Photo Courtesy of Eat LA
4. Dating: Swipe East, Swipe West
“The rating system in NY is inflated. If I’m a 6 in NYC, I’m a 4 in LA…” -Wally B., Comedian
“The dating grass is not always greener. New York has douchey Wall Streeters...we have unemployed Mactors (model/actors).” -Megan W., Publicist
“In NY, a long distance relationship is with someone outside of the tri-state area. In LA, a long distance relationship is with anyone on the other side of the 405.” -Liz P., Marketing Manager
“It seems like NY is more of a relationship town, and LA is more shallow. It’s always, ‘Is there someone younger and prettier behind me the dude can get with?’” -Steph R., Writer
Photo Courtesy of Free People
5. “This Opportunity Comes Once In a Lifetime” -Eminem, 8 Mile
“LA doesn’t give you everything you need or want up front. She’s guarded, fickle and tough. Yet, if you remain patient and open she will provide you with more adventure and opportunity than you could have ever imagined.” -Atlee F., Singer/Songwriter
“In LA, industry people are nice and inviting...because they know that people can surprise you, and anyone can potentially be that person who opens a door for you. New Yorkers just don't have time to sift through that many humans.” -Alexa K., Program Manager
6. Everyday I’m Hustlin’
“Surviving and thriving spiritually in LA requires constant and active meditation.” -Atlee F., Singer/Songwriter
“In New York, it’s easier to get around but harder to live...there’s no help with literally anything ever. While in LA, it’s harder to get around but easier to live. In fact, people here are overly helpful.” -Hallie J., Digital Strategist
“I hate the shopping experience in NYC. There’s always a line to try something on, and an even bigger line to buy it! Plus when it’s cold outside, it’s WAY too hot inside the stores...but it’s too much effort to unbundle your jacket.” -Tammy S., Film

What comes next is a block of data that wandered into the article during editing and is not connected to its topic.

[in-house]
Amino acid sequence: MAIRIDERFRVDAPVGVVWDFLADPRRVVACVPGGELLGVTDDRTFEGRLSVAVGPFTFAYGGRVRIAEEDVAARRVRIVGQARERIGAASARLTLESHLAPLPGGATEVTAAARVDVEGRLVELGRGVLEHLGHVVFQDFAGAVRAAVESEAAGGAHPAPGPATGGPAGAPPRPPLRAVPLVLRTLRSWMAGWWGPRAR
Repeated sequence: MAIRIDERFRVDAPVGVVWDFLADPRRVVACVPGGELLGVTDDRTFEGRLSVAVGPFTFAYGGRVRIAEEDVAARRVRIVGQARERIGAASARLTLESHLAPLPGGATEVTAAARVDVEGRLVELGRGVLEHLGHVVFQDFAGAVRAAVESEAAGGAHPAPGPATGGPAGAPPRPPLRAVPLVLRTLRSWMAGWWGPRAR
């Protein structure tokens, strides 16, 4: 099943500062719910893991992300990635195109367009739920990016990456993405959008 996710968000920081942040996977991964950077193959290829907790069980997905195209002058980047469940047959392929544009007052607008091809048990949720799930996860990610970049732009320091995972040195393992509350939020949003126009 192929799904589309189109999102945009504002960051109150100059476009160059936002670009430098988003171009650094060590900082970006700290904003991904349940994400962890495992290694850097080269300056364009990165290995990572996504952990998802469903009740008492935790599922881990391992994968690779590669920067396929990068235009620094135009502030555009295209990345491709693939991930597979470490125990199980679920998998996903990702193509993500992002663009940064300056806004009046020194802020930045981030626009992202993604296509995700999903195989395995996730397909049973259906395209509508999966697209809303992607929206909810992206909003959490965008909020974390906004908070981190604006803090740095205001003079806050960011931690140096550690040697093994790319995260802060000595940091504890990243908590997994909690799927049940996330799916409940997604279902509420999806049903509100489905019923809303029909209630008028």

7. Transportation Nation
“Being in a packed NY train is like playing the trust game ‘who’s not gonna grab my ass while I’m crammed against the door?’" -Atheer Y., Nutritionist
“I’ve made some of my best friends while drunk on the subway...but I’ve also seen a homeless person with an anaconda. It’s constant nonsense. In LA though, it’s basically, “I’ll see you when I see you.” -Taylor P., Marketing Innovation
8. Let’s Get Social
“Happy hour in NY means 2-for-1 drinks specials. Happy hour in LA means 2-for-1 sound bath and silent meditation.” -Liz P., Marketing Manager
“NY house parties are in tiny apartments (max occupancy 10-20, with at least 40 people inside). Whereas in LA, they’re so large that people just show up. In reality, the host only knows 50% (which is why everyone asks how you know the host). It's like an audition of how well someone can act.” -Alexa K., Program Manager
9. More Cultured than yogurt
“I admire the hustle in NY. You really have to love it there to stay there, so I think it breeds a strong culturalism which I appreciate. And the toughness…there’s a strong moral character that LA doesn’t seem to have.” -Rachel S., Digital Media
“In NY business casual means suit-jacket optional. In LA, business casual means bra-optional." -Liz P., Marketing Manager